A site-specific installation made out of recycled wood and cardboard incorporating five videos with sounds in spiral form approximately 6 metres square. Videos have differing lengths so any time you are inside is a presentation of a unique combination of sound and image.
Statement about the work:
A system, even an integrated system, is not a seamless continuum: what makes it a system is that it consists of distinct interrelated parts. A culture - a symbol system - is one integrated system. The human person too is an integrated system (memory, hopes, relationships, reason and spirituality), and so is an individual biography. A person, seen as a system, is the microcosm to the natural world's macrocosm, which contains elemental systems - of water, wind and earth, and of the biosphere.
Kāinga a roto (Home Within) is an art-system, consisting of five distinct videos, soundscapes, music, lighting and shadows, and a physical space where visitors sit or lie close to the ground. This art-system is used to represent the complex system of a particular biography (a childhood in Taranaki), using a visual language composed of references to the natural world (water in particular, but also earth, wind and bird life) influenced by New Zealand Colonial and Maori cultural values.
Each of the physical spaces as been built specifically in response to the location of the exhibition space as well as using materials from the local environment.
For the 2010 "Unwanted Land" exhibition in the Hague, this was in the form of a house-whare-boat form you entered into.
For the 2011 "Second Nature" exhibition in Istanbul, visitors entered an igloo-like arched space and for this work, museum requirements meant it was not possible to have a roof so in response the 'house' form was changed to a spiral. The 26 arches were made from MDF recycled from the Govett-Brewster Gallery in the New Plymouth polytechnic wood workshop during the SCANZ residency, and the cardboard was collected from a construction site at the polytechnic. The wood arranged inside were the remains of recycled materials from an art residency in Rotorua (see: sensonja.wordpress.com about this Dec 2012-Jan 2013 residency).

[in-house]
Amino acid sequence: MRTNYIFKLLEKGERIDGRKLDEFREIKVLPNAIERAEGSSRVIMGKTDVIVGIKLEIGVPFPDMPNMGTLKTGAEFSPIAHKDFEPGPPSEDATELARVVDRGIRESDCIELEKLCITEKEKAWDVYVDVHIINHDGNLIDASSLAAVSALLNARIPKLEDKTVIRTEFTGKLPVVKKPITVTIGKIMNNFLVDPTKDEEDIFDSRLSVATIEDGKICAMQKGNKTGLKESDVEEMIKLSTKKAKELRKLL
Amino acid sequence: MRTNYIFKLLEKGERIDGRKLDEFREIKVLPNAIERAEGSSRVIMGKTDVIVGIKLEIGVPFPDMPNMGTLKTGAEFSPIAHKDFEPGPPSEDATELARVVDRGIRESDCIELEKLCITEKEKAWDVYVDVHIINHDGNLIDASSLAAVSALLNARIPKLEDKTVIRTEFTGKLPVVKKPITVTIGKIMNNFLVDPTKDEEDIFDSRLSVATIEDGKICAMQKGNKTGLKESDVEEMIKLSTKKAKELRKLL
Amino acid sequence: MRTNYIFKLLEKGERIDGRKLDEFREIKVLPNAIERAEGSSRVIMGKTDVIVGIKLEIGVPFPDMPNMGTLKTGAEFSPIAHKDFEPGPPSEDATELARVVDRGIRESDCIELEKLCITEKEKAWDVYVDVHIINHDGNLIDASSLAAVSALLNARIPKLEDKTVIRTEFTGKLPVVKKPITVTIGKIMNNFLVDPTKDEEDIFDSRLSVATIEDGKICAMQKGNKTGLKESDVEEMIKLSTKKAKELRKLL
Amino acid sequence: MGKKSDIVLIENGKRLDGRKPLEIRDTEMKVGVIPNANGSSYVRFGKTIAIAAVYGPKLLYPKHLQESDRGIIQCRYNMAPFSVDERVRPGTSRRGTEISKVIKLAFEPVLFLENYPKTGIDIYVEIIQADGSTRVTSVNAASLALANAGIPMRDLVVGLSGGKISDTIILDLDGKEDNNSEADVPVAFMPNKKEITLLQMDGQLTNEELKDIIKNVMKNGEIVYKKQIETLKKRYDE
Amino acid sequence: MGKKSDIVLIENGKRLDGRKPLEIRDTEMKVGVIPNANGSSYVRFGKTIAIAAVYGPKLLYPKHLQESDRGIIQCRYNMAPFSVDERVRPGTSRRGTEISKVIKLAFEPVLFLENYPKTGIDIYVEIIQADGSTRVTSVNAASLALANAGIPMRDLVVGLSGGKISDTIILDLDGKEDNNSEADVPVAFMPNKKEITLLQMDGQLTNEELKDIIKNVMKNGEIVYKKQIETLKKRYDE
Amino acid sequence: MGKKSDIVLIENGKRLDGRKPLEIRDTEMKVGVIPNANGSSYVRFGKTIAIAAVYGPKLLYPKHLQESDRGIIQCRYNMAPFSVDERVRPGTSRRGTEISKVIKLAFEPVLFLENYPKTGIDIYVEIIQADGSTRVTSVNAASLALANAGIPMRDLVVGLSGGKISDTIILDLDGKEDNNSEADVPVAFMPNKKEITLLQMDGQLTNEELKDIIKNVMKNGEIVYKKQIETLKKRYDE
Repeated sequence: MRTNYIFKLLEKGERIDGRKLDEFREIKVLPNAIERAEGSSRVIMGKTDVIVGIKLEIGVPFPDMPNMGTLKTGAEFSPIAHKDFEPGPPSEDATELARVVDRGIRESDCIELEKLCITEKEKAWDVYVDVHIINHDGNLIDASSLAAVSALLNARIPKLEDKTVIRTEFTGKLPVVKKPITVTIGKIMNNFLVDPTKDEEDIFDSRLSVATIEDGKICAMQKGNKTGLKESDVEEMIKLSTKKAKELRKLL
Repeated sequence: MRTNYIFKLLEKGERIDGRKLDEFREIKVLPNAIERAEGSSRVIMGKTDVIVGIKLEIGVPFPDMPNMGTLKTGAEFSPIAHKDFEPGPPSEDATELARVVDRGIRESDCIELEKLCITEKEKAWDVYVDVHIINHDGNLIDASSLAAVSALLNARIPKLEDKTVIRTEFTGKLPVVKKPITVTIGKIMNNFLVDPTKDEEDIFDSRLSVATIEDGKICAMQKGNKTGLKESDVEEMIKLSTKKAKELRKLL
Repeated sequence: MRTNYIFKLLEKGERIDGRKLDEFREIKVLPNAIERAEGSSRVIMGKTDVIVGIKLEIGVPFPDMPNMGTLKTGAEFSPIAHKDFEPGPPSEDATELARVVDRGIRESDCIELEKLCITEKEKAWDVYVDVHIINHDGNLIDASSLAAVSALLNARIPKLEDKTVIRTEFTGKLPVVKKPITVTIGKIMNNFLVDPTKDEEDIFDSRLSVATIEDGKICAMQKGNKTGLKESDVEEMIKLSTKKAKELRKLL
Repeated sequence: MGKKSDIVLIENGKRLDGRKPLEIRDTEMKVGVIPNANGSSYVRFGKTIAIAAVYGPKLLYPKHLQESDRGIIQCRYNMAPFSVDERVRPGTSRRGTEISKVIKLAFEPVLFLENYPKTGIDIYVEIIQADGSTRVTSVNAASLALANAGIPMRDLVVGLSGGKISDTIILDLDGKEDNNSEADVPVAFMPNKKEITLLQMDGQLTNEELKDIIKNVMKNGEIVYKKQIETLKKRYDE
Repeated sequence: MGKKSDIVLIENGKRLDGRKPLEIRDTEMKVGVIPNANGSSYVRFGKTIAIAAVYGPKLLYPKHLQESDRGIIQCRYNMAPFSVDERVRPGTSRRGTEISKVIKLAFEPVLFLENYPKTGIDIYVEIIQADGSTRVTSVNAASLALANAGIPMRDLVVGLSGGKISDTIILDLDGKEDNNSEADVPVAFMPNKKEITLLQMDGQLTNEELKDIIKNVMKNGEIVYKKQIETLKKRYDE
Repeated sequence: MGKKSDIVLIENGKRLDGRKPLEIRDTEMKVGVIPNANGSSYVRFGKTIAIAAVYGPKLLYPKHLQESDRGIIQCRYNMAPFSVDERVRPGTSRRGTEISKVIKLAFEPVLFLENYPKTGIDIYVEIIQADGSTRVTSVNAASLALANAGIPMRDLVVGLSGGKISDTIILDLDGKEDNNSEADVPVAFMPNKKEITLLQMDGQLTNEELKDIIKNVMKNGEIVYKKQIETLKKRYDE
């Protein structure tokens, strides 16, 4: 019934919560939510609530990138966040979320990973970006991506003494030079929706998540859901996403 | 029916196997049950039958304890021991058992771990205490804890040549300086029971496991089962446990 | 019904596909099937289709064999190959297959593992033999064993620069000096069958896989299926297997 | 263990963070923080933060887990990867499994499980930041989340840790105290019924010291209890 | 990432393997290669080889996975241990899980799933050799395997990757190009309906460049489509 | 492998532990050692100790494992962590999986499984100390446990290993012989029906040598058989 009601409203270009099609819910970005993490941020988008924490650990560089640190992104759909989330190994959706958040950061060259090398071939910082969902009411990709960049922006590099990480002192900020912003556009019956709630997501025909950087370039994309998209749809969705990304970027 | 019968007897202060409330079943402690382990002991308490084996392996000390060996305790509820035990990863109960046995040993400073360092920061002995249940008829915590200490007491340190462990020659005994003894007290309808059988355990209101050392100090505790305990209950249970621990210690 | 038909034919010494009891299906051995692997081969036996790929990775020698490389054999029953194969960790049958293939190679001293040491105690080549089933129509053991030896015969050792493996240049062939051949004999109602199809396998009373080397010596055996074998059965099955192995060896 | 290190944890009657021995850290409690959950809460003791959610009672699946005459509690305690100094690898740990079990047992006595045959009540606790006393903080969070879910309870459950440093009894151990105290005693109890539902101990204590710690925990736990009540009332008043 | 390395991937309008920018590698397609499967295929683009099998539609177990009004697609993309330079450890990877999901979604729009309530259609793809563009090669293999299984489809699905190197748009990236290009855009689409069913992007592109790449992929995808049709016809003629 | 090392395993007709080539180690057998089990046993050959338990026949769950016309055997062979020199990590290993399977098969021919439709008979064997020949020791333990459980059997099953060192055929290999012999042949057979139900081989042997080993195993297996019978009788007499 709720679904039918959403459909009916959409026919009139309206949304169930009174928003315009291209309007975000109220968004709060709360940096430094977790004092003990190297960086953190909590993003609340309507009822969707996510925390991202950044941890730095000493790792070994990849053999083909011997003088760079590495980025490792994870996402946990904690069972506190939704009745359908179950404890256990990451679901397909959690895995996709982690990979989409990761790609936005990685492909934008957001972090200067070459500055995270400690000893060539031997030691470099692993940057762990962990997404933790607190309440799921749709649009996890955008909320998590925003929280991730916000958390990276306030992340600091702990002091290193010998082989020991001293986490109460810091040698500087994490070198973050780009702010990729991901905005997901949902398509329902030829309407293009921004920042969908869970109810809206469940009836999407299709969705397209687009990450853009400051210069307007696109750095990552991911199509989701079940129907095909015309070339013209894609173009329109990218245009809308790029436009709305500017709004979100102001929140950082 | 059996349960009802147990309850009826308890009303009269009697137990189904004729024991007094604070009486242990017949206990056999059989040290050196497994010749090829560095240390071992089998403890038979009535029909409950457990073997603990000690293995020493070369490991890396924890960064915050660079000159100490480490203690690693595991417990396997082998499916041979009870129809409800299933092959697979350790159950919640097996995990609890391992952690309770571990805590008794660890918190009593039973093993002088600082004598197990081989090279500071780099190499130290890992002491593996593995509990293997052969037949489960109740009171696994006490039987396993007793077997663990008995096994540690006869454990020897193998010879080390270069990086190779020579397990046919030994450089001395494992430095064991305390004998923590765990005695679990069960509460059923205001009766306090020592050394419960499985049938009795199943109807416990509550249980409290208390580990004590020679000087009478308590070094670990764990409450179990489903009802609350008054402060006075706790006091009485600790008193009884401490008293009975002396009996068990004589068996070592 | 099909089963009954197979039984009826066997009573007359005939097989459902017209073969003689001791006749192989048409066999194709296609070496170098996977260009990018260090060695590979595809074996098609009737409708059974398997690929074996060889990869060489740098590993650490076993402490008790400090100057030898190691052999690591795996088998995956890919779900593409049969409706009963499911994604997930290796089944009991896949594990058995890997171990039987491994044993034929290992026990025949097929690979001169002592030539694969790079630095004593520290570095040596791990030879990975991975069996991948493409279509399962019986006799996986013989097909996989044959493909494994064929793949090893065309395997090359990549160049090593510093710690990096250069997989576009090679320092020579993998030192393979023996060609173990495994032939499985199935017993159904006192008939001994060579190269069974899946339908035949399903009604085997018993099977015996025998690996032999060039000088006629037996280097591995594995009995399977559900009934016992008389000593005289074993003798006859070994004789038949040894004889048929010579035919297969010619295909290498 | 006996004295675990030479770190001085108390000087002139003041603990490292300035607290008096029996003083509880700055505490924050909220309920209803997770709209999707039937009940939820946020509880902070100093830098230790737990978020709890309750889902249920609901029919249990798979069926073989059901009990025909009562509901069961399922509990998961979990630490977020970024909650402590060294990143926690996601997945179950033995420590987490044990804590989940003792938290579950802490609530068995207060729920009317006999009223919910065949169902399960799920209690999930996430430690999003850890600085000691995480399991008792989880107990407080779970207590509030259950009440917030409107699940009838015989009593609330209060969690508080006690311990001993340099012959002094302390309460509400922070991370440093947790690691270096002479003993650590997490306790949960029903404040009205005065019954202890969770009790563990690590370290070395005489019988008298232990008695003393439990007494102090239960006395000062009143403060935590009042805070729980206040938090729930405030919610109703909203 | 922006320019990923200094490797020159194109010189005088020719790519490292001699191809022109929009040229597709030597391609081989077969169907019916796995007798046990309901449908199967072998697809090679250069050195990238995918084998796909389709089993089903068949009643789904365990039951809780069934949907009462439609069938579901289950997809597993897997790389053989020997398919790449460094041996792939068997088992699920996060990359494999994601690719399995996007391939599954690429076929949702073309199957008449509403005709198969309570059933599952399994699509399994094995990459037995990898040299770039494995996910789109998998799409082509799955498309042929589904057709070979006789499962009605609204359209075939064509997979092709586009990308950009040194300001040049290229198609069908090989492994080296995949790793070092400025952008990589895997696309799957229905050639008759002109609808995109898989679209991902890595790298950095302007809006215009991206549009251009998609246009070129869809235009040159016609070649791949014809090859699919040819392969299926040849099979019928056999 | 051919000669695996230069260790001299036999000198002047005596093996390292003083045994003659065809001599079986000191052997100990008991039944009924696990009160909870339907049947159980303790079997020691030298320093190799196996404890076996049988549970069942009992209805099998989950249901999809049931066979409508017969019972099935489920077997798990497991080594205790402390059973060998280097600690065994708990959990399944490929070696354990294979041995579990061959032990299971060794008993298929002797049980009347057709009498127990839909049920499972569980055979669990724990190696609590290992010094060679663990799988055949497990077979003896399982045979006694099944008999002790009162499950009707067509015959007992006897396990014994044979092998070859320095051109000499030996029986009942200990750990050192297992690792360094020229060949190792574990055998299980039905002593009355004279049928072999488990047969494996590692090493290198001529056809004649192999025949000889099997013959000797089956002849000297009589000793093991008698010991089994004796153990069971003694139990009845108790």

Each video is in itself a system of allusions and symbols, relating the personal to the environmental, cultural and cosmic systems. To complement these inner worlds of the individual the outer wall was covered with an arrangement of photographs of Taranaki homes from the Puke Ariki archives.
The artists 'recycle' these photographs to transpose recognizable lived in spaces into an artistic statement about Taranaki 'home' dwellings which complement the way the materials - wood and cardboard - have been recycled to create a new 'kainga,' - a home away from home: "Kāinga a roto, Kāinga a roto" (Home within, home from outside) - Puke Ariki. This display of archived 'homes' also correlates with some of the questions posed by the videos: “what is a home?” and "where is a home?"
About the videos
This suite of videos also weaves between various worlds - the world of Tāne (the forest and the land), the world of Tāwhirimatea (the winds) represented by sounds of breathing and signs of the wind (such as in the flags filmed at the 2010 Parihaka Peace Festival), patterns on the surface of water, and a storm.
In "The Moving Heart" (2nd video), the world of Rangi (the heavens) is referred to through Toroa Pohatu's lyrics about the celestial bodies inspiring us and providing literal and metaphorical illumination. In the Māori language, the title of the song: "Whānau Mārama" refers to the family of the stars as well as to an enlightened or wise family. The imagery of gliding albatross, manaia (bird-human figures) and taniwha (water-spirits) and Sonja's koru-filled iron sculpture harmonise with this gliding between realms: the familial and the celestial.
A similar switching between the personal and the external occurs in "The Dark Valley" (3rd video) in the use of text, while in The Two Lands (4th video) the timing and visuals is what gives distance to a personal narrative.
Birds can be heard in all of the videos, beings which live on the land, in the air and on the water. In The Dark Valley the rooster strutting on the beach seems out of place, an import, while in The Tears of Rangi the pukeko (native hen) steps with care, and in The Two Lands, crows scatter outwards. Birds are heard sometimes as part of the natural world and at other times as part of a soundscape. However the world which dominates in all the videos is that of Tangaroa (the seas and rivers).
Because water doesn't stand still, we are carried along, by the flow, the sounds, and by a narrative that is sometimes personal and traumatic - at other times juxtaposed with theoretical text. Childhood is a recurrent theme in these videos. It is associated with inner or metaphysical movement, detachment and change.
Ehara taku kāinga i te kāinga tu tonu. He kāinga nekeneke.
My home is not a home that stands still. It is a home on the move.
More details about each of the videos: www.sonjavank.com/kaingadvd.htm